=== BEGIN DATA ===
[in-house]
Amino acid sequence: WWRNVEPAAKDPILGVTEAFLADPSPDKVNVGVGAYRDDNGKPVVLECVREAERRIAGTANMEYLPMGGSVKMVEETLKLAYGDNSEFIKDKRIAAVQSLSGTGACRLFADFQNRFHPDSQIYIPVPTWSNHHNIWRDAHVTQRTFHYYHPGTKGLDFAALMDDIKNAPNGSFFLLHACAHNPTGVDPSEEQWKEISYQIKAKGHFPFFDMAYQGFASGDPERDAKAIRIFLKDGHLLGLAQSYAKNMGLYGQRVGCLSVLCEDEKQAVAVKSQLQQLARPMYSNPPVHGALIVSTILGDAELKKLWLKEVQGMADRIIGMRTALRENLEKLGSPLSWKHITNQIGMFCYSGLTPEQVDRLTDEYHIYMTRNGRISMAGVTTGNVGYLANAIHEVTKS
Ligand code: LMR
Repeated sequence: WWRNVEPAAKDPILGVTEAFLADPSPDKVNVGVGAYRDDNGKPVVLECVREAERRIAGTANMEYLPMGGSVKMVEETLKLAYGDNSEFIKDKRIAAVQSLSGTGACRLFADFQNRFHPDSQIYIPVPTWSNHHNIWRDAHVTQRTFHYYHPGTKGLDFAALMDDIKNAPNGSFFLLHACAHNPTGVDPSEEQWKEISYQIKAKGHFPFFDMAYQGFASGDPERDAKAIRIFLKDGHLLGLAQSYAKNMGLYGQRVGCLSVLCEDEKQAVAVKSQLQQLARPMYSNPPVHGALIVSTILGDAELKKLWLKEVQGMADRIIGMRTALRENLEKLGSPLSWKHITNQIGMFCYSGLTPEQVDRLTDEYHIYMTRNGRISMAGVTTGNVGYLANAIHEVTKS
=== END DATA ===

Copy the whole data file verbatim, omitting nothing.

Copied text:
[in-house]
Amino acid sequence: WWRNVEPAAKDPILGVTEAFLADPSPDKVNVGVGAYRDDNGKPVVLECVREAERRIAGTANMEYLPMGGSVKMVEETLKLAYGDNSEFIKDKRIAAVQSLSGTGACRLFADFQNRFHPDSQIYIPVPTWSNHHNIWRDAHVTQRTFHYYHPGTKGLDFAALMDDIKNAPNGSFFLLHACAHNPTGVDPSEEQWKEISYQIKAKGHFPFFDMAYQGFASGDPERDAKAIRIFLKDGHLLGLAQSYAKNMGLYGQRVGCLSVLCEDEKQAVAVKSQLQQLARPMYSNPPVHGALIVSTILGDAELKKLWLKEVQGMADRIIGMRTALRENLEKLGSPLSWKHITNQIGMFCYSGLTPEQVDRLTDEYHIYMTRNGRISMAGVTTGNVGYLANAIHEVTKS
Ligand code: LMR
Repeated sequence: WWRNVEPAAKDPILGVTEAFLADPSPDKVNVGVGAYRDDNGKPVVLECVREAERRIAGTANMEYLPMGGSVKMVEETLKLAYGDNSEFIKDKRIAAVQSLSGTGACRLFADFQNRFHPDSQIYIPVPTWSNHHNIWRDAHVTQRTFHYYHPGTKGLDFAALMDDIKNAPNGSFFLLHACAHNPTGVDPSEEQWKEISYQIKAKGHFPFFDMAYQGFASGDPERDAKAIRIFLKDGHLLGLAQSYAKNMGLYGQRVGCLSVLCEDEKQAVAVKSQLQQLARPMYSNPPVHGALIVSTILGDAELKKLWLKEVQGMADRIIGMRTALRENLEKLGSPLSWKHITNQIGMFCYSGLTPEQVDRLTDEYHIYMTRNGRISMAGVTTGNVGYLANAIHEVTKS